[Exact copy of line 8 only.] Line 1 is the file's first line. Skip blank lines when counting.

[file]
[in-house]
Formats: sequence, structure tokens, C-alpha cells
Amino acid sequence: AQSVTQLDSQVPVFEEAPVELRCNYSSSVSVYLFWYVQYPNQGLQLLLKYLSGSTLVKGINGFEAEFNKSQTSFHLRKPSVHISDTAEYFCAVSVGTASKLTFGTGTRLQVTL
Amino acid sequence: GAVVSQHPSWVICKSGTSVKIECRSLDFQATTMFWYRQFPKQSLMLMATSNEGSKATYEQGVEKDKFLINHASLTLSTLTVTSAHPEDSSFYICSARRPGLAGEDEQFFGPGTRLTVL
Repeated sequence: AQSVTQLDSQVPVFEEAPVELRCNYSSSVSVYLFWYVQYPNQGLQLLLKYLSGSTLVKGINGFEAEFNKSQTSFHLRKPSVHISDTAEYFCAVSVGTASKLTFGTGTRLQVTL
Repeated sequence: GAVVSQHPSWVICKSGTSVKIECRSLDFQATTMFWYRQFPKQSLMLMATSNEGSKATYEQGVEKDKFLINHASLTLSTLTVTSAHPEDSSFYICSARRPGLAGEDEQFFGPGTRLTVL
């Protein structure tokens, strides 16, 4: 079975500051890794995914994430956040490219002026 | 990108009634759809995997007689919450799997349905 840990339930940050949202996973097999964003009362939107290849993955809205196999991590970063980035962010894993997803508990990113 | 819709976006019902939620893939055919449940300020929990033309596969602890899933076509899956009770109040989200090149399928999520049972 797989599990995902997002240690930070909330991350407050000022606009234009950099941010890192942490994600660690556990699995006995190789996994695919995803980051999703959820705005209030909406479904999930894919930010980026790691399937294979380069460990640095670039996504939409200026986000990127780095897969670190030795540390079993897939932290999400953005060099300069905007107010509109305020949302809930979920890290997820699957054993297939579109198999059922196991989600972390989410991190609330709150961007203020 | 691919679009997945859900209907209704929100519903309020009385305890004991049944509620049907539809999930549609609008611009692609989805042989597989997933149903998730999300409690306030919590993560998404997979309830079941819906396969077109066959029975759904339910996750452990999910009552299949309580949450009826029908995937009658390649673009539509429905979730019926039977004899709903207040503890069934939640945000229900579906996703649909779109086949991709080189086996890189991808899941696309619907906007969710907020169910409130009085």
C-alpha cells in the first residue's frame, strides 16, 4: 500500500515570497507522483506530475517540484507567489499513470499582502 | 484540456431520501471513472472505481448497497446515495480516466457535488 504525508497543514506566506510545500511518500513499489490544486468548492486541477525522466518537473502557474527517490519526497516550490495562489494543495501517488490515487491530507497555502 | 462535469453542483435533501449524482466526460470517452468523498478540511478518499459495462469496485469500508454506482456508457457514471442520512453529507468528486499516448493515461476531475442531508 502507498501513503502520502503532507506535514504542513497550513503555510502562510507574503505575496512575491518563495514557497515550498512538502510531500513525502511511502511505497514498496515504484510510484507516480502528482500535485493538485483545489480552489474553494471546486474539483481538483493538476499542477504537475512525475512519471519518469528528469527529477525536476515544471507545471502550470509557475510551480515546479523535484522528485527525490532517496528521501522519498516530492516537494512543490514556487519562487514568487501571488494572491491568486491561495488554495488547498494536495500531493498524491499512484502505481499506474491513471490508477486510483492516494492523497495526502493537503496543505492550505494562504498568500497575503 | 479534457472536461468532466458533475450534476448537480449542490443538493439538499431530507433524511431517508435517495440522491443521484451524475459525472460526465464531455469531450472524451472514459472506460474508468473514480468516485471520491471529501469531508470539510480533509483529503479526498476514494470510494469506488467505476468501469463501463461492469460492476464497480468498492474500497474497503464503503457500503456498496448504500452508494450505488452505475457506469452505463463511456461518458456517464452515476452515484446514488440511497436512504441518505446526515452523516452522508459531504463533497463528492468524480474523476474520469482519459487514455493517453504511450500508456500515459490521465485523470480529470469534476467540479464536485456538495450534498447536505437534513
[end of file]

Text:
C-alpha cells in the first residue's frame, strides 16, 4: 500500500515570497507522483506530475517540484507567489499513470499582502 | 484540456431520501471513472472505481448497497446515495480516466457535488 504525508497543514506566506510545500511518500513499489490544486468548492486541477525522466518537473502557474527517490519526497516550490495562489494543495501517488490515487491530507497555502 | 462535469453542483435533501449524482466526460470517452468523498478540511478518499459495462469496485469500508454506482456508457457514471442520512453529507468528486499516448493515461476531475442531508 502507498501513503502520502503532507506535514504542513497550513503555510502562510507574503505575496512575491518563495514557497515550498512538502510531500513525502511511502511505497514498496515504484510510484507516480502528482500535485493538485483545489480552489474553494471546486474539483481538483493538476499542477504537475512525475512519471519518469528528469527529477525536476515544471507545471502550470509557475510551480515546479523535484522528485527525490532517496528521501522519498516530492516537494512543490514556487519562487514568487501571488494572491491568486491561495488554495488547498494536495500531493498524491499512484502505481499506474491513471490508477486510483492516494492523497495526502493537503496543505492550505494562504498568500497575503 | 479534457472536461468532466458533475450534476448537480449542490443538493439538499431530507433524511431517508435517495440522491443521484451524475459525472460526465464531455469531450472524451472514459472506460474508468473514480468516485471520491471529501469531508470539510480533509483529503479526498476514494470510494469506488467505476468501469463501463461492469460492476464497480468498492474500497474497503464503503457500503456498496448504500452508494450505488452505475457506469452505463463511456461518458456517464452515476452515484446514488440511497436512504441518505446526515452523516452522508459531504463533497463528492468524480474523476474520469482519459487514455493517453504511450500508456500515459490521465485523470480529470469534476467540479464536485456538495450534498447536505437534513